The effect of plant density, cultivar and season on the growth and development of broccoli : a thesis presented in partial fulfilment of the requirements for the degree of Master in Horticultural Science (Vegetable Production) at Massey University

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Massey University
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Two field trials (summer and winter) were conducted at the Plant Growth Unit (PGU) to investigate the effects of density and season of planting on different cultivars of broccoli. Different aspects of growth and development were studied including dry matter accumulation, leaf production, curd initiation and curd maturity. Polynomial regression equations were fitted to the primary data and resulted in typical growth curves from which growth analysis parameters were derived. The season of planting significantly effected the developmental stages of the crop. RGR calculated according to the functional approach declined linearly with time in both winter and summer trial. It was initially highest in the summer trial but declined much faster than in winter trial. One of the components of RGR, namely LAR also showed the reduction over time, in both summer and winter plantings. The other component, NAR decline with time in summer, but showed slight increase over time in the winter trial. LAR was consistently lower during the summer trial compared with the winter trial. This consistent reduction is associated mainly with a lower specific leaf weight (SLW) because plants have thicker leaves which may absorb more radiation and therefore be more efficient in dry matter production. Differences in growth between seasons can be explained primarily by differences in accumulated heat units. In this study, it was evident that the number of leaves produced varied with planting season. The higher the temperature regime the more leaves produced hence, leaf count per plant was slightly higher in the summer than during the winter season. The time of head initiation were affected by planting density for both season. In the summer planting, widely spaced plants had higher leaf areas, number of leaves produced and curd yield but in the winter planting showed no significant differences in the number of leaves produced and the curd weight per plant between densities. The final number of leaves at initiation time showed variations with season of planting which suggests that leaf number can be useful index for the morphological age of the plant at curd initiation stage. Curd initiation (an important developmental event) was found to be strongly influenced by temperature. The number of days from transplanting to curd initiation was shorter in summer and longer in winter season. Considering a normal time scale, variations in the number of days from planting to curd initiation until maturity for both season was influenced by the two developmental stages of the crop: 1) planting to curd initiation, 2) curd initiation up to maturity. It took almost twice as long period for the plant to initiate curd during winter than during summer and the time from curd initiation to maturity was longest during the winter. The potential of the plants to produce dry matter varied with season. Total dry matter production was considerably lower in the winter crop which strongly suggests that the lower the temperature regime, the lower the potential for dry matter production. The heat unit accumulation necessary to bring the crop to the same stage of maturity varied in such a manner that it was lower when the season was cool, and higher when the season was warm. Total biomass per unit area increased with later harvests in the summer planting. Density influenced the curd and total dry weight per plant only in the summer planting. Varietal differences were found for both season of planting. Cultivar Shogun, with the longer growing period, had the lowest dry weight per plant for both plantings.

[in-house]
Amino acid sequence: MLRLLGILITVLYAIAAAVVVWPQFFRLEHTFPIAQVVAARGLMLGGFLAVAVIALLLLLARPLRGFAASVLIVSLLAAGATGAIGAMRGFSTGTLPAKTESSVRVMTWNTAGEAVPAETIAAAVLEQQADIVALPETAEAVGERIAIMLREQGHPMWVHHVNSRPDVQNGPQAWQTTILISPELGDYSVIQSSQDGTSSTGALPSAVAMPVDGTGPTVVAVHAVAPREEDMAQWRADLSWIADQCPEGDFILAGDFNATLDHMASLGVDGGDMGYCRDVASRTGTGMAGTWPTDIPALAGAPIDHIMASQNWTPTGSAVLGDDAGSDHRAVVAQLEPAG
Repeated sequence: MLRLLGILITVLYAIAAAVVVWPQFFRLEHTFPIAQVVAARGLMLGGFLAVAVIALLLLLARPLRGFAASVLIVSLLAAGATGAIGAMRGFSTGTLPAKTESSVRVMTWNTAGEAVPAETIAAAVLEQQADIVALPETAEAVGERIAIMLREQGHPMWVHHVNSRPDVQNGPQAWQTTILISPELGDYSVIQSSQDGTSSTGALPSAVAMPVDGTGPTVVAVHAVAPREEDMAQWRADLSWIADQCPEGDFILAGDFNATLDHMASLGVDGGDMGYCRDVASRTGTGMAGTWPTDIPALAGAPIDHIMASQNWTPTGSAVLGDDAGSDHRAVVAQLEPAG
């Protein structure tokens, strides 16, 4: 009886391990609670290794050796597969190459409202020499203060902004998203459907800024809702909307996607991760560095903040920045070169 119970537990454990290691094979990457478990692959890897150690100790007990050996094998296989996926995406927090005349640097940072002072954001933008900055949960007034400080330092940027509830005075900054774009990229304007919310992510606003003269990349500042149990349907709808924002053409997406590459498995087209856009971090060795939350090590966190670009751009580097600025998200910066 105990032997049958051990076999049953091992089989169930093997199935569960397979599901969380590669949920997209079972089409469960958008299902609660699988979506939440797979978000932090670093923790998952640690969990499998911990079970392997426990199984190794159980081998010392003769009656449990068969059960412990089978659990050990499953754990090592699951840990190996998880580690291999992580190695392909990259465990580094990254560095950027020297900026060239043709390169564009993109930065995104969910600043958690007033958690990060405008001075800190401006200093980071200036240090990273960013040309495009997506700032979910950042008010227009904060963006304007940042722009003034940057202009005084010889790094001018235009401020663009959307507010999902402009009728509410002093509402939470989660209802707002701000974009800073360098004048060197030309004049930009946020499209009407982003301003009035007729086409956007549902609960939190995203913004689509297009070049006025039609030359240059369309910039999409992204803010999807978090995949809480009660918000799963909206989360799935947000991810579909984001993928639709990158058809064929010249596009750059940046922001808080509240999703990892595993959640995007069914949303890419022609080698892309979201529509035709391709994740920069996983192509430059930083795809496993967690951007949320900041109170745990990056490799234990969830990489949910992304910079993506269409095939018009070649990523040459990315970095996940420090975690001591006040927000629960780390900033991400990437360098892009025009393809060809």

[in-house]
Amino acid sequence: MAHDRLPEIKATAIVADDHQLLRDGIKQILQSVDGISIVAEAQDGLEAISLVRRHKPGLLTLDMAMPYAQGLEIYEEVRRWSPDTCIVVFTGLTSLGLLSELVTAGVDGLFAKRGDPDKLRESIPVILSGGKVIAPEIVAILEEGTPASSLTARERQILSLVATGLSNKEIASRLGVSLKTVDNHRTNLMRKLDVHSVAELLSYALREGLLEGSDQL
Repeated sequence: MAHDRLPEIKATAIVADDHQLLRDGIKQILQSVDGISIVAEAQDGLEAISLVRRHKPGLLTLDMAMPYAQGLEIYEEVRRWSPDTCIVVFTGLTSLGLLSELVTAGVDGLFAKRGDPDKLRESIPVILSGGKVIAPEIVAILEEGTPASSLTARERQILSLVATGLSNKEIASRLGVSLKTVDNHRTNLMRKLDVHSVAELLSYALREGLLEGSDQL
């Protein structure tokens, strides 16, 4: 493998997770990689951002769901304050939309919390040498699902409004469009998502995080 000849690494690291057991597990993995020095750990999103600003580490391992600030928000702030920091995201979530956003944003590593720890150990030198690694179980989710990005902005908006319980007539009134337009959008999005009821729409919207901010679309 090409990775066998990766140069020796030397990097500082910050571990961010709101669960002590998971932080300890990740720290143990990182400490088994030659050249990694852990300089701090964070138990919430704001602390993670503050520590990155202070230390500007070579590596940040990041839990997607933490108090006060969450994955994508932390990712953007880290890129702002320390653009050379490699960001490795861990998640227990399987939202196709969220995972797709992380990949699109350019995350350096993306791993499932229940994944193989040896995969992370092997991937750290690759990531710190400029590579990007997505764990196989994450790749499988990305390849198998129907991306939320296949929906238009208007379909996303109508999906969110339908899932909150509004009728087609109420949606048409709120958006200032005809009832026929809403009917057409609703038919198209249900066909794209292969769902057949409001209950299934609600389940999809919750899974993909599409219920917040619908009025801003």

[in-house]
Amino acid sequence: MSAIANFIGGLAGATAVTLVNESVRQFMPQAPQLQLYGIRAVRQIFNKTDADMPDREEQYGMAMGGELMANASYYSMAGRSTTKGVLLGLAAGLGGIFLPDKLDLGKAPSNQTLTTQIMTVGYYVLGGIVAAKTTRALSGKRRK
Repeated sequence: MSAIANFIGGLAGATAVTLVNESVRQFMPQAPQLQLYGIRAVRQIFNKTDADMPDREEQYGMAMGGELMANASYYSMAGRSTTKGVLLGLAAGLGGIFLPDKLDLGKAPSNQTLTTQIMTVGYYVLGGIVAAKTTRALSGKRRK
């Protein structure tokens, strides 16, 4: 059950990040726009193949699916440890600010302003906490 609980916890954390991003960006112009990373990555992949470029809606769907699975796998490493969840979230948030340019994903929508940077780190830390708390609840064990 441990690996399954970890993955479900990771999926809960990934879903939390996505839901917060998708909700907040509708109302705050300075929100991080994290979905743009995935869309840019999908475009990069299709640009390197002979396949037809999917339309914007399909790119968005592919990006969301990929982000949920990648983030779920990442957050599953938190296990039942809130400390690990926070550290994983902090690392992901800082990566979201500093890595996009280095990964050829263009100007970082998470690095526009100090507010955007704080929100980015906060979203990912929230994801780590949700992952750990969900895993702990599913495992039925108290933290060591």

Broccoli, Growth